His name alone will elicit a strong reaction from people. Some love him. Others love to hate him. Whatever your feelings about Howard Stern, you can’t deny the impact he has had on radio.
For a large part of the past four decades, he has dominated the medium, captivating audiences because of his larger-than-life persona and willingness to say almost anything on the air. He put the shock in the shock jock label. No topic is taboo. No subject off limits.
He was daring and that is why he appealed to so many, accumulating over 20 million listeners when he was on syndicated radio. And that is also why he had his fair share of critics, particularly the FCC which fined his employer, Infinity Broadcasting, over $2 million for multiple violations Stern had committed during his time on terrestrial radio. It is because of that he became a champion for First Amendment rights; it is also why he left for satellite radio in 2006.
It was at that time, some thought he would fade into oblivion. But the opposite has happened. SiriusXM, which earlier this year amassed 30 million subscribers, owes much of its popularity to Stern.
Today, he continues to shock, but it is tempered with a 62-year-old’s sensibilities. Over the past year, both the Washington Post and, most recently, the New York Times, have written in depth pieces focusing on Stern’s shift into more mainstream fare.
Just last week, Stern spoke about a dinner he had with friends he confided with when he was growing up. They shared happy memories about their childhood with Stern wishing that all of his listeners could have friends like his who make each other laugh whenever they get together. It bordered on the saccharine, but was undeniably sweet.
Yes, the self-proclaimed King of All Media has softened, something he admitted to the New York Times in July. “I couldn’t have done the show I’m doing now 20 years ago,” he told reporter David Segal. “I’ve changed a lot. I’d be sort of pathetic if I’d reached this point in my life and I hadn’t. How else do you have longevity? There are so many guys who started with me in radio, who have disappeared, because they can’t broaden their view of what entertainment should be, or get in touch with what they find to be exciting and fun and funny.”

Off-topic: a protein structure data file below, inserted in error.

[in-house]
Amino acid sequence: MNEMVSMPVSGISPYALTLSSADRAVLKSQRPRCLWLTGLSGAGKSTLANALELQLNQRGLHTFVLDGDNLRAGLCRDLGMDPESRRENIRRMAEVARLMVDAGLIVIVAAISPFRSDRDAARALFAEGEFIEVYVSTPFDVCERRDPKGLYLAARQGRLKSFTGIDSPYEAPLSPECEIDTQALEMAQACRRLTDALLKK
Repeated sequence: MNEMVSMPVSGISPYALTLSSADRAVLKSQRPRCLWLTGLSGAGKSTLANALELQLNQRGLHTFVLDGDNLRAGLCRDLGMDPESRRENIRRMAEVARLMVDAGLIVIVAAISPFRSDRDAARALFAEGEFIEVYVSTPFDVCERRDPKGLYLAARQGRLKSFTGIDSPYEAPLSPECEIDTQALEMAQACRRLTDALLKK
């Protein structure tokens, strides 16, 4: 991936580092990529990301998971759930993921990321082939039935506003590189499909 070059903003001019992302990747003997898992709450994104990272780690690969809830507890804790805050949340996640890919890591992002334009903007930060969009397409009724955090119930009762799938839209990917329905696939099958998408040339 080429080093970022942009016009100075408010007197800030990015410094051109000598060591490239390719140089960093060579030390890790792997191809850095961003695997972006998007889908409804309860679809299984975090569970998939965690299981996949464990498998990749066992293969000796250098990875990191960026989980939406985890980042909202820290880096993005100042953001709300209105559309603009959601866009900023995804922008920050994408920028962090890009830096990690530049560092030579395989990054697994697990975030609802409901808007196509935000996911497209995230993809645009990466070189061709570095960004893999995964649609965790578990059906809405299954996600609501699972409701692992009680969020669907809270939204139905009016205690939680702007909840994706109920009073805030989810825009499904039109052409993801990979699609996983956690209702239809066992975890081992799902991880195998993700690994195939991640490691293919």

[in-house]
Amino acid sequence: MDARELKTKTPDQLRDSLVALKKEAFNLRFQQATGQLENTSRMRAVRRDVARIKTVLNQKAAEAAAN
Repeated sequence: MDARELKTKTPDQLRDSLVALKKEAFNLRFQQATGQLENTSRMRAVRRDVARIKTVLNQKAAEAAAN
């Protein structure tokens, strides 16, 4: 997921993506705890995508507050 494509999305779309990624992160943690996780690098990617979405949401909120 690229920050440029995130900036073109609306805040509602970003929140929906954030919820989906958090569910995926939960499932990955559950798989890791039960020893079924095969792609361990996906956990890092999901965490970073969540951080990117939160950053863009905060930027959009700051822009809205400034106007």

Perhaps his greatest shift can be seen in his interviews. When he recently interviewed comedian Norm MacDonald, the two began talking about death. It was precipitated by Norm recalling an incident in which he was pronounced dead on his Wikipedia page. “Of course it’s not true, but you want to know why it shakes you? Because you understand one day those will be the words,” MacDonald told Stern. “All it is, they change one word. Instead of ‘Norm MacDonald is an American comedian; Norm MacDonald was an American comedian.’”
“Most people can’t spend more than a minute or two contemplating their own demise,” Stern chimed in. “It’s almost impossible for a brain to do.”
“That’s why we do stuff in life to avoid that thought,” MacDonald replied.
It’s not the type of exchange you would have expected from Stern a decade ago. But repeatedly, Stern and his guests have an honest exchange of thoughts and ideas that cover a range of emotions from the humorous to the sad. A perfect example: Tracy Morgan who was in the SiriusXM studio in August, revealing the pain he endured following his horrific car accident in 2014 that left the comedian hospitalized and took the life of his friend Jimmy McNair. “I thought about suicide man,” Morgan revealed. “I was that damaged in the hospital man. I didn’t want to live.”
It’s not just the brutal honesty that Stern has embraced in the latter stages of his career. It’s the humanity. When Madonna came in for an interview last year, she admitted she avoided Stern’s show because he used to ridicule her.
“I used to say bad things about everyone,” Stern explained. “I was angry, quite frankly. I was an angry young man.”
And so the man known for a caustic wit has mellowed. Whether it’s the result of his second marriage or serving as a judge on “America’s Got Talent”, audiences are seeing a side of the radio personality they have never witnessed before. “He seems warmer now and his interest in people has never had greater depth or range,” writes David Segal. “The interviews give the show a heft that it didn’t formerly have.”
When it comes to sunglasses, Stern reminds us of two brands that epitomize his career:
Ray-Ban – Sustained excellence is difficult for anyone to achieve. Yet Stern (four decades) and Ray-Ban (since 1937) have achieved this thanks to a commitment to their craft. Ray-Ban continues to serve as the torchbearer for what other brands hope to achieve when it comes to manufacturing sunglasses.
From the Wayfarer to the Aviator, their designs are cool with a refined polish that is reminiscent of Stern’s approach to radio.
Quay – The one thing Stern has brought to his work is humor. There is a playfulness that is refreshing, particularly in today’s society. One of our newest brands – Quay – is a reflection of these qualities. They are daring (like Stern), bringing an entirely new spirit to the world of sunglasses.
Put on a pair of Quays and you will be smiling all day long. And isn’t that how life should be?
Words of an Icon: “I love America. I love our freedom. And nowhere could a guy like me, a schlub like me have success with – where would I get this freedom of speech? They don’t allow this anywhere.” – Howard Stern